Normalized mRNA expression for four patient series was downloaded from GEO: GSE6532 (35), GSE22219 (36), GSE2034 (37), and GSE11121 (38). From these, two sets of ER-positive, tamoxifen-treated patients (n = 250, ref. 35; n = 134, ref. 36), and two sets of ER-positive–untreated patients (n = 209, ref. 37; n = 158, ref. 38) were extracted, for which follow-up was available. ER status for the Schmidt and colleagues data (38) is absent in the publicly available data and was determined by fitting a two-component Gaussian mixture to the expression of the ESR1 gene, which was verified to follow a bimodal distribution. Probes in the Buffa and colleagues (36), Wang and colleagues (37), and Schmidt and colleagues (38) data were median-centered before further processing; the Loi and colleagues data had already been median-centered. The 526 genes of the USP9X knockdown tamoxifen signature were mapped to the corresponding microarray platforms by selecting all probes for matching genes, and ignoring genes not present on the array. For the Loi and colleagues (35) data, these selected 949 probe sets represent 488 different genes. For the Buffa and colleagues (36) data, 363 probes were selected representing 295 genes and for both the Wang and colleagues (37) and the Schmidt and colleagues (38) datasets, 653 probe sets representing 391 genes were available. Of note, 254 of the signature genes were present on all three array platforms. Patients were stratified into two groups by applying a hierarchical complete-linkage clustering using Pearson correlation distance, and dividing by the first split of the clustering. Significant differences in distant metastasis-free survival (DMFS) time between these two groups were tested for using the log-rank test. Survival times longer than 10 years were right-censored. The array platform used for the untreated Wang and colleagues (37) and Schmidt and colleagues (38) datasets provides a subset of the probes available for the treated Loi and colleagues data (653 of 949; ref. 35). To verify that this difference does not affect the comparison between treated and untreated, the Loi and colleagues (35) samples were additionally clustered on the basis of this subset only. This clustering was still able to stratify patients according to prognosis (log-rank P = 1.3 × 10−5). The directionality of USP9X knockdown tamoxifen classification genes in the good and poor outcome patient groups in the Loi and colleagues (35) cohort is shown in Supplementary Table S2. Association of the USP9X knockdown tamoxifen signature with outcome after chemotherapy was tested on the subset of the 295 patients in the van de Vijver and colleagues cohort (39) with ER-positive breast tumors, treated with adjuvant chemotherapy, but not with tamoxifen (n = 56). Patients were stratified in two groups and the difference in survival was tested for as described above. The gene signature mapped to 758 probes representing 461 unique genes. PAM50 (40) subtyping by genefu package was applied to a pooled set of breast cancer samples (n = 1,570; GEO accession: GSE47561; ref. 41), including the Loi and colleagues study, ensuring correct assignment of molecular subtypes.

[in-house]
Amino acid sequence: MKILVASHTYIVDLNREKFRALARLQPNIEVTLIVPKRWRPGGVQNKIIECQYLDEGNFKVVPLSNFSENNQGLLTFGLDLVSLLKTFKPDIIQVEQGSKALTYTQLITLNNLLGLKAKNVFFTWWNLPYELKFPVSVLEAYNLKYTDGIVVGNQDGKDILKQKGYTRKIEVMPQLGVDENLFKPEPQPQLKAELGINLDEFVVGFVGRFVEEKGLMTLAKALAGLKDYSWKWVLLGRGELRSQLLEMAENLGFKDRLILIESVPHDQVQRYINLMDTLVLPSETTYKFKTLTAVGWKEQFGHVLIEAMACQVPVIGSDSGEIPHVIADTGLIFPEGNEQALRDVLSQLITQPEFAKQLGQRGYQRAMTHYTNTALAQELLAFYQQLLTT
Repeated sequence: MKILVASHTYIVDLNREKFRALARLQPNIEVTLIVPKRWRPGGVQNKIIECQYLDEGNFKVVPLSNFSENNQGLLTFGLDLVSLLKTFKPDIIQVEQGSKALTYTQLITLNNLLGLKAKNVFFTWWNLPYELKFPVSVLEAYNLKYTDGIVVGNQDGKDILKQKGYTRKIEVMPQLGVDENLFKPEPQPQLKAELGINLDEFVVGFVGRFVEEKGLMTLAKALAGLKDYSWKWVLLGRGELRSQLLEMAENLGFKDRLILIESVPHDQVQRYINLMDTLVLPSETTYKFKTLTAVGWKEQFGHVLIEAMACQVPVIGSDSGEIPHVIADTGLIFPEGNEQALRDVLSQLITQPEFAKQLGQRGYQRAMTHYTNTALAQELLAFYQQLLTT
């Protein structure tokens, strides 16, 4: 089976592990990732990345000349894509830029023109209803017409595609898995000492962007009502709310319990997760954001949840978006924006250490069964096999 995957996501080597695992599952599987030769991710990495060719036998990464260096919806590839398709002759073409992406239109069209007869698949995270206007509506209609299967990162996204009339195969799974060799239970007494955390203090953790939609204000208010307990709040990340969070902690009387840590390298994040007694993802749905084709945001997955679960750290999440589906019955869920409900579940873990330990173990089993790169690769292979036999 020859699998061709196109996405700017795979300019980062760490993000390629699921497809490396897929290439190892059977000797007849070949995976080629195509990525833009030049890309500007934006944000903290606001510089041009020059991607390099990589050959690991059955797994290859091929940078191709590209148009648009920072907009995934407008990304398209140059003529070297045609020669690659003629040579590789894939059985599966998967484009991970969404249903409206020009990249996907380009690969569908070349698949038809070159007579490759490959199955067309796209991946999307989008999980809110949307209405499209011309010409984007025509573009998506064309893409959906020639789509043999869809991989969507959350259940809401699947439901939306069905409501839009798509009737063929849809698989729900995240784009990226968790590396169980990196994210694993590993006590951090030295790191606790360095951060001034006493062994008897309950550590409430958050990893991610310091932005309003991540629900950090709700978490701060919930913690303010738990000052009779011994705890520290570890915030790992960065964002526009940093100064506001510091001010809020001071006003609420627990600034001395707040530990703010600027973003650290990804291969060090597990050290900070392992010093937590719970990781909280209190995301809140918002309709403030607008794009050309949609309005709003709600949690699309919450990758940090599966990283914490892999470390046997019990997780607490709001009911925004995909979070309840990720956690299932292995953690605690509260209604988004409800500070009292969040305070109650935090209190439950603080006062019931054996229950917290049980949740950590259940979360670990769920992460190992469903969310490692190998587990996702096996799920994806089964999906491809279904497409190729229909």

An shRNA screen identifies USP9X as a tamoxifen resistance gene